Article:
Sen. Jeff Merkley
Lincoln City Town Hall
Oregon U.S. Senator Jeff Merkley met with around 100 residents of the Central Coast Sunday at noon at the Lincoln City Cultural Center to give a wide ranging update on what’s happening in Washington D.C., especially as it pertains to Oregon. Merkley also took many questions from the audience.
Senator Merkley said there is more small port dredge money headed for the coast, acknowledging that small ports, as is the case along the Oregon Coast, are very important to the coast economy.
In a move to reduce compliance costs for recreation and commercial fishermen, Senator Merkley’s bill replaces fish observers for recreational and commercial fishing operations with electronic log books. The devices replace a time-consuming and expensive compliance process that requires physical observers to be present on fishing boats.
Senator Merkley said he helped to bring about the expansion of Head Start and K-12 education – both for young students and more funds for regular public school students
Merkley lauded President Obama for announcing new restrictions on the National Security Agency when it comes to keeping phone records on ordinary Americans. But Merkley added that the proof of the NSA course correction should be paramount.
Speaking of the beleaguered American middle class, Senator Merkley noted that the U.S. lost a lot of jobs at the beginning of the longest recession in history, commencing 2008. He said of the jobs lost, 60% were family wage jobs. But as for new employment, as the country sputters to pull itself out of the economic muck, only 40% of the jobs coming back are family wage jobs.
Senator Merkley said the Congress has addressed so-called “Liar Loans” which allowed those who should never have gotten a mortgage between 2000-2007, to never let that happen again. Merkley also pointed out that the country could pull itself out of the recession by simply rebuilding the country’s water and sewer facilities, roads, highways, bridges, schools and other critical facilities. Also offering easier access to vocational retraining and to higher education at colleges and universities.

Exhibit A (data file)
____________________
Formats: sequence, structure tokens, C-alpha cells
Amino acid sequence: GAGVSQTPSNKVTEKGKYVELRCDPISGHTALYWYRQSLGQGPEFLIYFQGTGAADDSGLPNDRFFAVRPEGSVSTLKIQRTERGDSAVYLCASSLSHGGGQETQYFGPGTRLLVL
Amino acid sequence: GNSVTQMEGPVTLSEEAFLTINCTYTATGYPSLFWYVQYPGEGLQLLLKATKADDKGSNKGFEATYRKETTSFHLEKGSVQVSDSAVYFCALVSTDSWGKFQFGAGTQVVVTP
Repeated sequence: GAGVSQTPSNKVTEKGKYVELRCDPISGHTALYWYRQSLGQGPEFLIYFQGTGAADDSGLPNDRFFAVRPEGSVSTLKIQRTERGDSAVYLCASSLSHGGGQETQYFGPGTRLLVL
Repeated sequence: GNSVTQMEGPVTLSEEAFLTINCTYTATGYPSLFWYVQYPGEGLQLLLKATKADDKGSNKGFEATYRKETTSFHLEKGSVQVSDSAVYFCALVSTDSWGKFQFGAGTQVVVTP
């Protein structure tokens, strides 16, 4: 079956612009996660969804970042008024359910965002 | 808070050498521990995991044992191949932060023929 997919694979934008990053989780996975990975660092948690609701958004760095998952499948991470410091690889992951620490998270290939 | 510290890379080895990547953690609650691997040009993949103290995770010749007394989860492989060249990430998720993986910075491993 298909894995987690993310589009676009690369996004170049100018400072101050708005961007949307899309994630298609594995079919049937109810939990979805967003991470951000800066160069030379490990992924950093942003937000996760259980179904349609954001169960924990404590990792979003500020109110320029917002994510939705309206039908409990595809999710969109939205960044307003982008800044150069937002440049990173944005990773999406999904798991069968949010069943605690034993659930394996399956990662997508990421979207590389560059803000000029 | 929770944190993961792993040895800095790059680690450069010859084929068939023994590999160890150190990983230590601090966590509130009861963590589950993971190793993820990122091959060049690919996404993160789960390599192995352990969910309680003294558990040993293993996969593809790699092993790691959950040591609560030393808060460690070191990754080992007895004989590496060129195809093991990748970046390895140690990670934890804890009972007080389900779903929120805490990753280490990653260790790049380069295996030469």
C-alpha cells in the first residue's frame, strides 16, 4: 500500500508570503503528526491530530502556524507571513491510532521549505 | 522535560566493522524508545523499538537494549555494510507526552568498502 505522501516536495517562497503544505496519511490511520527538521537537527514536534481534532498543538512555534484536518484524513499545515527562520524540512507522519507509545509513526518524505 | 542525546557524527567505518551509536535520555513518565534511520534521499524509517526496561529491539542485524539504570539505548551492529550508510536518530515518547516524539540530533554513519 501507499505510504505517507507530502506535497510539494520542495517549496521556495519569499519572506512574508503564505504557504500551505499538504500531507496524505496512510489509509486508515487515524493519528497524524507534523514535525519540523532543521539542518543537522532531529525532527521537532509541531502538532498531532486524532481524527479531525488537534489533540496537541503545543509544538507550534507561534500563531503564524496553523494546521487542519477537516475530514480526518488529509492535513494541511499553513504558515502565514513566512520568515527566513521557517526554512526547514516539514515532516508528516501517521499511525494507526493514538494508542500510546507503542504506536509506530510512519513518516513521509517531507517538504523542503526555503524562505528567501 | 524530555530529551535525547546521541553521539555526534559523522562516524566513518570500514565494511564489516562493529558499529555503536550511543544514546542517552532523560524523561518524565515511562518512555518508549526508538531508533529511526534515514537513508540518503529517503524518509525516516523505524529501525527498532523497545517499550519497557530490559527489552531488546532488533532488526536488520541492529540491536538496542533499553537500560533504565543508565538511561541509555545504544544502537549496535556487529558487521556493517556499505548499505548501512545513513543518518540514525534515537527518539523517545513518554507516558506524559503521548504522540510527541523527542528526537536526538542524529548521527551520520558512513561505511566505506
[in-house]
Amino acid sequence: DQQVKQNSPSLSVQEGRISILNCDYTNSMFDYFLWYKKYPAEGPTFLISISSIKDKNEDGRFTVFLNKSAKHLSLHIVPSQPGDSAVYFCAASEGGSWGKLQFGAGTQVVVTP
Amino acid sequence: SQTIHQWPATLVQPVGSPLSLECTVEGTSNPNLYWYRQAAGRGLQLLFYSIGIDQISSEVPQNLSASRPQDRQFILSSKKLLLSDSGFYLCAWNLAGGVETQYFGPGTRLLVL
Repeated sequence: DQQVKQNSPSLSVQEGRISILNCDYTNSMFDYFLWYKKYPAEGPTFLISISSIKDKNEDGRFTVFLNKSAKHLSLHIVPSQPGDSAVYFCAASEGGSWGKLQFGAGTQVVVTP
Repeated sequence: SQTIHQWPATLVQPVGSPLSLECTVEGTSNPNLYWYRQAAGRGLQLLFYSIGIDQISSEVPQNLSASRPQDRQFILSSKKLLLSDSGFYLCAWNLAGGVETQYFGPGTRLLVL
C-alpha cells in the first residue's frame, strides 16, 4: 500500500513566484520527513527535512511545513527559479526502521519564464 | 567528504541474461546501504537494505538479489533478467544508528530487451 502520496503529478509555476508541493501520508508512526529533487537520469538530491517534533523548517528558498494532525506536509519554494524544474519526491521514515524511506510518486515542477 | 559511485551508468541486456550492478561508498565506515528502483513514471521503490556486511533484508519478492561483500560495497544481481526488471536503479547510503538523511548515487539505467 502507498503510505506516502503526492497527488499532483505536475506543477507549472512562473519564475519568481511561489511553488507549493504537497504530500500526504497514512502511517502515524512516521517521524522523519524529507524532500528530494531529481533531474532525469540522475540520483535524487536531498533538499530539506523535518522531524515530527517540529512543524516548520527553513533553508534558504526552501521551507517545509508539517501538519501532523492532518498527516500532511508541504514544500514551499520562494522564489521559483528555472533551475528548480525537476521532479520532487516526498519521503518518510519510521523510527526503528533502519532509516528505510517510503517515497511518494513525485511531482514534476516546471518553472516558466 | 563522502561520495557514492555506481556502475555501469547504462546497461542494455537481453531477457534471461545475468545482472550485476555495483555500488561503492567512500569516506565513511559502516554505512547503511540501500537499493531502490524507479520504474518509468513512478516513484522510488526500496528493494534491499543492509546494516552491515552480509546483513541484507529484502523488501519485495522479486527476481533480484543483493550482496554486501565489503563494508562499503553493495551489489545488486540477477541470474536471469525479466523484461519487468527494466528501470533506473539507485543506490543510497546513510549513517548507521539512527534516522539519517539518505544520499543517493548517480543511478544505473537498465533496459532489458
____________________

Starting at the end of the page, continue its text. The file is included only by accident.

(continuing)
Merkley said the U.S. is falling behind other countries and regions of the world that keep up with such facility needs. He said Europe spends 5% of their Gross Domestic Product on facility needs, China 10%! The U.S., a meager 2%. Merkley said the country deeply needs to invest in those facilities and its people.
Merkley said there have been some encouraging signs that America has truly learned something about the 2008 crash – something Merkley called high stakes gambling by Wall Street Banks using hometown bank assets which caused millions of people to lose their savings, their retirements, their homes and their future. Merkley said that regulations that put up a firewall between Wall Street and Main Street banks has survived a horrendous onslaught of lobbying pressure to keep the gambling roulette wheel spinning. “It was a pleasant surprise, to find out that those writing reglations for the new law stuck to their guns,” said Merkley.